Tuesday, February 15, 2011

Common memory leak causes in Java

Java may not have pointers, but memory leaks still happen. You can easily consume most of your memory on the heap if you're not taking care to free up memory you no longer need. The possibility for memory leaks seems to go up dramatically the more programmers work on a single project. This is especially true if some don't fully understand the java memory model.

In this post I'm going to cover the most common scenarios likely to cause a memory leak. In my next post I'll go over some powerful tools included in the current JDK which allow you to discover and hopefully fix memory leaks.

Common causes of memory leaks in Java

1) Static variables

Many junior programmers in java do not fully understand what static means. This misunderstanding is perhaps the most common cause of unintended memory leaks. To understand static variables, think of the scope of a variable, or, where does a variable live? If you declare a variable inside a  method, this is called a method scoped variable. It only exists while that method is running and is usually destroyed and released for garbage collection as soon as the method exits. If you declare a variable inside a class definition, then it is OBJECT scoped. It is NOT CLASS SCOPED. Remember a class is a blueprint for an object, and an instance of an object is completely different then the class from which it was built. The variable that is object scoped will be deferenced and ready for garbage collection as soon as all references to the object are destroyed. When you null out the only reference to an object, it is properly deferenced.

A STATIC VARIABLE is CLASS SCOPED. A static variable lives on the blueprint of an object, not the object itself. The classes in java are usually loaded right away at startup and are never deferenced until you shut down the JVM. If you declare a variable as static it will live for the entire lifetime of the JVM, unless it is individually nulled out. If a static variable references non static objects, it effectively makes those objects static as well. You can clear out a static collection, but depending on how the collection is cleared you may or may not be freeing up memory. Be careful. If you don't understand why something needs to be static, ask someone who does understand. Static is a surprisingly sticky subject and many career programmers still don't fully understand what it means.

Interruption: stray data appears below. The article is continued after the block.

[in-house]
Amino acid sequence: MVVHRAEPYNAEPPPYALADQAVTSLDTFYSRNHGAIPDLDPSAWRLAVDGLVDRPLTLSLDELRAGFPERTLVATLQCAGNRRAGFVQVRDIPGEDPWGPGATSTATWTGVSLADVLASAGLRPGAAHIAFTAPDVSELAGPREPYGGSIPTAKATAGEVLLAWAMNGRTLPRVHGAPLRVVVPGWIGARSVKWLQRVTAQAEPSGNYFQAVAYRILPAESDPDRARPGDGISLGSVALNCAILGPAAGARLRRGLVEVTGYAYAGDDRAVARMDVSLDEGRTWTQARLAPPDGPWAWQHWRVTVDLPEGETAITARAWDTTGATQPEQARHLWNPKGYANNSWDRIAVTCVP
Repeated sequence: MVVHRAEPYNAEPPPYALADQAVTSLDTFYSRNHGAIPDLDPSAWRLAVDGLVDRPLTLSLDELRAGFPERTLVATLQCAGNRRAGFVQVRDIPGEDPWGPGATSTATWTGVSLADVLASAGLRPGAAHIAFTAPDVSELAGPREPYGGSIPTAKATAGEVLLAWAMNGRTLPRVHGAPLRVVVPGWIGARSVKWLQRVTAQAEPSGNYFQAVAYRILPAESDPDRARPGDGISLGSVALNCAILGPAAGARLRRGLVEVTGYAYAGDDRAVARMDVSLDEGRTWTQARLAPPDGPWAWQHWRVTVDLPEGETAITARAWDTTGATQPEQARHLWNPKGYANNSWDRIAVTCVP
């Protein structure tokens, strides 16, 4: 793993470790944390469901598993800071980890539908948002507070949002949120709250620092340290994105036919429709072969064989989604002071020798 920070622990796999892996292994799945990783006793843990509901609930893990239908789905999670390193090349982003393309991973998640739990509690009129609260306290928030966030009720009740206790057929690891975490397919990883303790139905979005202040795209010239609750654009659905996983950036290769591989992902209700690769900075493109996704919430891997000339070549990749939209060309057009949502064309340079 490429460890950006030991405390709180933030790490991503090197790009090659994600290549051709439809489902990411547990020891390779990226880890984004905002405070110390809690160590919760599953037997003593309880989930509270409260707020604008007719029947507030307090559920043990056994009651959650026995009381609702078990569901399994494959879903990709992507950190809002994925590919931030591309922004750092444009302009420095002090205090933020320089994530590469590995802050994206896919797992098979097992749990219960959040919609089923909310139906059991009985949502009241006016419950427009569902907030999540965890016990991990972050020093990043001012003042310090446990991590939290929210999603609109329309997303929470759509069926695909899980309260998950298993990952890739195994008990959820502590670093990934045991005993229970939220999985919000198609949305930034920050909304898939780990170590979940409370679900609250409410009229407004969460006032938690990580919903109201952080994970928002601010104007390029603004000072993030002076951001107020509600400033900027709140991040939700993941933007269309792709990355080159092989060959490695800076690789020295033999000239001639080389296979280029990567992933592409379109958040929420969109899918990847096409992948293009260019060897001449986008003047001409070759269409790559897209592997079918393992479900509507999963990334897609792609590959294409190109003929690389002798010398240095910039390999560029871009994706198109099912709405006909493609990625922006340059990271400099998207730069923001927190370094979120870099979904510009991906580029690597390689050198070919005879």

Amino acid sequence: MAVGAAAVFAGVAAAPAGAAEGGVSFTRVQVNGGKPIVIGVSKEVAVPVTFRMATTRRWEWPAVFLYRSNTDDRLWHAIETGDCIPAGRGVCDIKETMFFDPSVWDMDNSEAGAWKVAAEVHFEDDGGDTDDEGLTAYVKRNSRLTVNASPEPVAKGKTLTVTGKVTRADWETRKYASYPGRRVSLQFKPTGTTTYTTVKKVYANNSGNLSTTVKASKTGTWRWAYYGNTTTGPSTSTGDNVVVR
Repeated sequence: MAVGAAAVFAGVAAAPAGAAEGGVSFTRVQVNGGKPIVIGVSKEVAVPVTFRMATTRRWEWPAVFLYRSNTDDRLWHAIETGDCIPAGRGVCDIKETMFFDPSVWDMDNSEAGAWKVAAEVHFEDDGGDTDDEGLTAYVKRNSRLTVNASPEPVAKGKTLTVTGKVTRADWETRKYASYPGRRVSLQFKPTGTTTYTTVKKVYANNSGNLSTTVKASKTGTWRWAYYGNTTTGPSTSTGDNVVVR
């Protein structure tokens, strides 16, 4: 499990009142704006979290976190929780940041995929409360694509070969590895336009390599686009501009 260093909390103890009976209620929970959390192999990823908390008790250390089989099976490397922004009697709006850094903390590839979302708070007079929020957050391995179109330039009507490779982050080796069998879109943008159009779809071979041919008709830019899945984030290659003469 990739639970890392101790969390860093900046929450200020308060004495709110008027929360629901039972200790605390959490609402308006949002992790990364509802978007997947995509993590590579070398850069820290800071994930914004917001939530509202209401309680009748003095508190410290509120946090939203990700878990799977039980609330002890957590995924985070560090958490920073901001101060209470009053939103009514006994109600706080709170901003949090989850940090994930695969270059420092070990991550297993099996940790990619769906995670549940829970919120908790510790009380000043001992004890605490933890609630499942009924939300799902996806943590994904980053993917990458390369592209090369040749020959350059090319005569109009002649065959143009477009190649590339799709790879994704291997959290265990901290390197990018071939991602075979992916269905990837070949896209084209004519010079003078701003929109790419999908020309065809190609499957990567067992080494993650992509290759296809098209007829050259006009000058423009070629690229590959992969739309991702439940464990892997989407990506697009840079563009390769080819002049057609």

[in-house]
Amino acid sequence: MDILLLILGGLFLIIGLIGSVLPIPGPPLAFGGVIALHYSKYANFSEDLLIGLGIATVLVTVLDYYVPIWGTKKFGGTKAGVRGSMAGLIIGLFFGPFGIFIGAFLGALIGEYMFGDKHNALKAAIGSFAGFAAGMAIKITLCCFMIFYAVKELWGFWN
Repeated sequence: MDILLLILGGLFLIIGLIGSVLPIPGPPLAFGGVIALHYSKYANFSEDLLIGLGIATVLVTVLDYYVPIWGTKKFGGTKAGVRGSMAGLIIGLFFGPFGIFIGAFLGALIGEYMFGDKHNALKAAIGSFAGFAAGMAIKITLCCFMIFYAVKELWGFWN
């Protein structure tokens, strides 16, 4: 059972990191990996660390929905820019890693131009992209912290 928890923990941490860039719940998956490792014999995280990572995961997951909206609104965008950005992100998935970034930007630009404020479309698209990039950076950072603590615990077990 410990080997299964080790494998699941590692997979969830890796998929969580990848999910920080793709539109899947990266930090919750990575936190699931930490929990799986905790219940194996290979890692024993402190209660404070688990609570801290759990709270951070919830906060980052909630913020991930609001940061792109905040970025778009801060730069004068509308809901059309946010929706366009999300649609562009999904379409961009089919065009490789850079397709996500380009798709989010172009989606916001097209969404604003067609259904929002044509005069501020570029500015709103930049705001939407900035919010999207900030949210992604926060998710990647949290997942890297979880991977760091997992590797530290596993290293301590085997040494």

2) Thread local variables

If you consume libraries from another party (apache, an internal group,wherever) be warned about these buggers. Java programmers who sometimes want to appear more clever then they are, utilize thread local variables to cache information on a thread, usually to speed up processing in a opaque way.

In the way that variables can be scoped to a method or an object or a class, thread local variables are scoped to a thread. Threads in Java are not always easy to trace and often stick around for the lifetime of the application.

If say, an xml parser, decides to put a ton of cached objects in a thread local variable, and forgets to clear it's cache after it is done, you will have that now useless cache taking up space in your heap for the lifetime of that thread. For more about discovering thread local variables please see my previous post.

3) Poorly implemented data structures

Poorly implemented data structures can be just as damaging and confusing as either of the other two common issues.  When you store data in a common array, you have to null out the indices of the array if you want the objects contained within to be deferenced. A seemingly simple thing like that can become easily obfuscated and forgotten when implementing a complicated data structure, like a specialized tree or specialized hash table.

The best thing to do in most scenarios is try to encourage the use of standard data structures (usually through sun or apache) that have been used by many people, thoroughly tested, and de-bugged.

You will sometimes run into career developers who have spent too much time implementing their own vector class or their own tree structures to ever consider using the standard tools. In fact, many of these 'blinded by undeserved ego' types will not even know of the common classes developed a decade ago. If you find yourself debugging memory leaks in your co-workers data structures to often, consider looking for a different development group to be apart of, or a different company. It's good to have a grounded understanding of how all the major data structures work, it's bad to assume that everything you do will somehow be magically better then other (almost always smarter) professionals.

Those are the most common causes of memory leaks I've seen in my career. I've caused some and fixed some. In my next post I'm going to chronicle using the new JDKs exciting version of jvisualvm. The included heap analysis tools have come along a way since jhat, and are now even comparable, in some ways, to expensive products such as jProfiler. Cool beans.


  1. Short and succinct article for Java Memory leaks. I haven't worked on code (fulltime) for a while but every now and then I scratch my head about these problems and memory leak in java is one of them. Thanks for providing some insight into it. I have no shame to say that I'm not a seasoned java programmer but know fair share of java and related technologies to get my way around. Thank again.